So here in North America, I will say that I speak the Siyi dialect if I believe this term will be recognized. Overseas memories of the Siyi have been passed along from generation to generation, even as this term fades away in China, so the odds are more likely here that this term will be accepted. Otherwise, I’m inclined to say that I speak the Taishan dialect—most people won’t ask me if I’m really from Taishan. If I happen to be in China, I’ll say that I speak the Kaiping dialect. In general, I prefer the term that I believe best conveys my linguistic identity, depending on the context and without getting sidetracked by an exhaustive conversation about why I use this term of that.

*For this post, I’m transcribing all characters in Hanyu Pinyin, omitting accents and spaces.

Monday, October 11, 2010

What’s in a name?

There are well over a dozen different names that people use to refer to the dialect that I refer to here either as Taishanese or the Four Counties dialect. Alternative names pop up in previous posts (like here or here). In my notes alone, I found some forty-two English variants. They are listed below alphabetically.

Four Counties · Hoi Saan · Hoi San · Hoisaan · Hoisan · Hoisanese · Hoy Saan · Hoy San · Hoy Shan · Hoysun · Llin-nen · Schlei Yip · See Yap · See Yip · See Yup · Seeyup · Sei Yap · Sei Yup · Seiyap · Seiyup · Siyi · Sze Yap · Sze Yup · Szeyap · Szeyup · T’ai-Shan · Tai Shan · Tai-shan · Taishan · Taishanese · Thlee Yip · Thli Yip · Toi Saan · Toi San · Toi Shan · Toisaan · Toisan · Toisanese · Toishan · Toishanese · Toy Shan · Xinning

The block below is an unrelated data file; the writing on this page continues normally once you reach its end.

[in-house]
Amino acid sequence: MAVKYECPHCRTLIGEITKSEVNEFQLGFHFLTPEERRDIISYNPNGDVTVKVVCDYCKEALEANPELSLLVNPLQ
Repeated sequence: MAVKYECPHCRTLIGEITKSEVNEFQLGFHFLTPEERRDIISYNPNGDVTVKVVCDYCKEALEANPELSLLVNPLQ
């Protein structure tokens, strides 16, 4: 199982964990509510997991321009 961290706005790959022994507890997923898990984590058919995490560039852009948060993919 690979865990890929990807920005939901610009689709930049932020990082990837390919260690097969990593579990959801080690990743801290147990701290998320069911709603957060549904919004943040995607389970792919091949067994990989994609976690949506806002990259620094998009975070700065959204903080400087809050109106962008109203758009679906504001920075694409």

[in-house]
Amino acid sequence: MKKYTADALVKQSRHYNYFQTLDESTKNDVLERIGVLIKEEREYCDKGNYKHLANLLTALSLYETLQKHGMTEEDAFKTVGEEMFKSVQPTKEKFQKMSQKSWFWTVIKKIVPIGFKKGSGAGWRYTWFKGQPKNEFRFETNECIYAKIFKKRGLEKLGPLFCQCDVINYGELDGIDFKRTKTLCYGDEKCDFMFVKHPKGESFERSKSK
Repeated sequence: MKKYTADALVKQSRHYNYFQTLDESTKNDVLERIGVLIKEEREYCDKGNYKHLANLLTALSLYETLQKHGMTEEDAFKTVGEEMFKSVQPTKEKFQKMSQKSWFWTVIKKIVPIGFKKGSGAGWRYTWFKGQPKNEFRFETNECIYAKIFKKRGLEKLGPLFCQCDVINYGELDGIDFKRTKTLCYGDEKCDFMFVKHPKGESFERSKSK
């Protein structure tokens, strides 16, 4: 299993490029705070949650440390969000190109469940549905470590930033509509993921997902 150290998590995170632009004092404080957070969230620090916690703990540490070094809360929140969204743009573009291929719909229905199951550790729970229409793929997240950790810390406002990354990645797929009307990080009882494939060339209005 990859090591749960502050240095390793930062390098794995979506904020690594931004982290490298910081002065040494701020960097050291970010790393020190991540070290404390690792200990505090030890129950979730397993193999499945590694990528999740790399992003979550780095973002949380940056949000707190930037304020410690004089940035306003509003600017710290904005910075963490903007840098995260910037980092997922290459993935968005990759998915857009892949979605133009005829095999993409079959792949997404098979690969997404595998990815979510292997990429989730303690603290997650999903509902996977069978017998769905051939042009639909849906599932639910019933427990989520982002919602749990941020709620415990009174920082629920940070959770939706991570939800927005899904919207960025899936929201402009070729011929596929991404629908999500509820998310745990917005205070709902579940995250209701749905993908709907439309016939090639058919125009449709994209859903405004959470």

There are certainly more names out there. If this blog happened to be in Chinese, the list of terms above would be trimmed down to just three place names: 四邑, 台山, 新寧. In English, there is quite a bit more disagreement over what the “right” name should be.

I couldn’t tackle this subject in a single post. It’s one of those kind of issues. Tomorrow, I’ll discuss why people may seem to refer to the same dialect using different place names (i.e. Siyi 四邑 vs Taishan 台山). The word of the day will be: synecdoche. Wednesday, I’ll talk about variations in pronunciation, transcription and the not-quite-immutable standards we often rely on. Thursday gets to the points of real controversy: who uses which form—and why should you use one form over another?

Some time ago I tried to tackle this question on Wikipedia (a page I have mixed feelings about). The section I drafted has remained largely unchanged, and it’s worth a gander if you want to get a sense of what I’ll be writing about over the next few days.

Sunday, October 10, 2010

A Guide to the Tai-shan Dialect

I did some more snooping around ERIC, and I found a manuscript titled A Guide to the Tai-shan Dialect by the prolific academic Anne Yue-Hashimoto. Clearly my literature review wasn’t as thorough as I thought it was! Abstract below.